Sound Limitations.

Ever been at a house party where you just wish they had a louder sound system? Despite the good track selections and how well the music is mixed, it’s still going through a cheap $200 home PA system. It just doesn’t have that ‘oomph’ required to truly let yourself enjoy the moment. I think we’ve all been there.

The same principle should go for your wedding reception.

Background music is important to fill your reception with the required atmosphere early on in the night. However, when it comes to the dance music, guest enjoyment and your overall experience can be seriously limited and impacted on, if there are active sound restrictions placed upon you by your venue.

A 'traffic light' style sound limiter.

A ‘traffic light’ style sound limiter.

It’s not a particular large spread of venues that do have this situation pop up, but when you are researching venues, it’s definitely a question you you want to ask.

If there is an active limit? What is the exact limit? They should be able to give you a dB level that you will be able to play to. If it’s anything under 115-120dB or so, I would highly recommend going along to a busy night at the reception place and having a listen for yourself (it’s very important to listen to the sound system with a room FULL of people, rather than an empty room).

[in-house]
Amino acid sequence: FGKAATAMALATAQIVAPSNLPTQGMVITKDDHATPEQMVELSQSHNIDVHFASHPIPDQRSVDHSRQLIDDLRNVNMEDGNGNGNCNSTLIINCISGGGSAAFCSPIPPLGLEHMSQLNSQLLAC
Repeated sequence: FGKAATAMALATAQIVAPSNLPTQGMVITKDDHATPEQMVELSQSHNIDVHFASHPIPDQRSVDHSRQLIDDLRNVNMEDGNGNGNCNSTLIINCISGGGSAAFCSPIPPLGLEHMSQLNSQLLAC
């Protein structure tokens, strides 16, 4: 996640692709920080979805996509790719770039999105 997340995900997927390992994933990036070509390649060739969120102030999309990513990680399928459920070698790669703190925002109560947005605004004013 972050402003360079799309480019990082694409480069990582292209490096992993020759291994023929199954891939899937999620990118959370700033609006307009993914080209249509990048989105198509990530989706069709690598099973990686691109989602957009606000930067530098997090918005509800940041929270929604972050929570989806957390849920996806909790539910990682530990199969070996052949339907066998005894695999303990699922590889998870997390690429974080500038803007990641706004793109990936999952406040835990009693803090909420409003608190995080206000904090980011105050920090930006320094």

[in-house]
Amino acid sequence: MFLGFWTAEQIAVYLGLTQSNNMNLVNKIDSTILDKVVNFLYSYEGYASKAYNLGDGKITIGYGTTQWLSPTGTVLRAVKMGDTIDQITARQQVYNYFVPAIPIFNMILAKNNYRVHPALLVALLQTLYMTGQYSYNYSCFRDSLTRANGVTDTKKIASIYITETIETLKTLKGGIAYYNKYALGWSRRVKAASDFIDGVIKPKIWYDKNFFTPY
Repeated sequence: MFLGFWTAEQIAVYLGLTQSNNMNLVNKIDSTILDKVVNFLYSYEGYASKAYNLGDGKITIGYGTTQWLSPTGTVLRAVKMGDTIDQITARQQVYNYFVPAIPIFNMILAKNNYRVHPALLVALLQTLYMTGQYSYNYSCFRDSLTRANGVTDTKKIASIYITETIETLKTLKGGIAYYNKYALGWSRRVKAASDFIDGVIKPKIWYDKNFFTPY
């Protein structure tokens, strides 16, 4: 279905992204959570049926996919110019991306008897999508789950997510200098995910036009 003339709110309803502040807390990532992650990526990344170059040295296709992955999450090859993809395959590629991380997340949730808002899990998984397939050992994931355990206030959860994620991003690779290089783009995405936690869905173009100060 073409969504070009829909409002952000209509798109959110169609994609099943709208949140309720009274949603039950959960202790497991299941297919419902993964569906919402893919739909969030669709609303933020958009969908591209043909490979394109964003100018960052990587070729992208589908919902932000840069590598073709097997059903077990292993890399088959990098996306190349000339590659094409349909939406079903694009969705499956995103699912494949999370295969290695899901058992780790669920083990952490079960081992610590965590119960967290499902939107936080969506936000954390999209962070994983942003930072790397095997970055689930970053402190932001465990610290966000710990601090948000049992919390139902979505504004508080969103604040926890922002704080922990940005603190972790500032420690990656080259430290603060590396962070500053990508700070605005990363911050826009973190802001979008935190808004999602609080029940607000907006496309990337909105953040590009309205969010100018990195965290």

If the DJ or band exceed the dB level, what does the system do? Does it just warn you? Or does it shut-off the power to your entertainer? Your guests will find it extremely disjointing if all of a sudden there is silence on the dance floor. It’s a great way to kill the vibe of the night and clear off a dance floor.

I’ve been any many of these venues before, and even if you do your absolute best to have your music at a limit that is suitable for your sound limiter, sometimes the entertainer in you just might want to jump on the microphone to rev up your crowd. You’ll quickly find that your enthusiastic microphone gee-up will trip the system and all of a sudden there will be silence on a dark dance floor.

As an entertainer, that’s exactly how you have to play all night when playing at a venue with an active sound limit. With one eye on the dance floor and one eye on the sound meter. You’re scared to do anything. The last thing you want to do is kill the vibe for your client. You spend your night in complete fear.

These are all bad things if you are intending on creating a warm, loving, fun and friendly atmosphere at your wedding reception.

So please CHECK with your venue. Despite doing venue inspections with my own business, I find that venues still fail to tell you these things. If your venue is surrounded by residential housing, this will be of a particular concern.

I’ve even had one venue in Port Melbourne (a highly regulated area) which only allow me to play on their in-house PA system. This system was ‘hard-locked’ to a certain dB level – and honestly, it really wrecked¬†their night. All the fun that we planned for their introductions, speeches, cutting of the cake, first dance and all other formalities/activities that we organised – all of it was severely impacted. Simply, the sound system wasn’t loud enough to capture everyone’s attention and to make sure that the MC could hold control of the room when directing people through these activities and formalities – not to even mention the dance component of the night…

If you would like to know more about my services, I’m always available for a chat on a full-time basis. Please send me an email through my website; Peter Yacono Productions, Your Melbourne Wedding DJ.¬†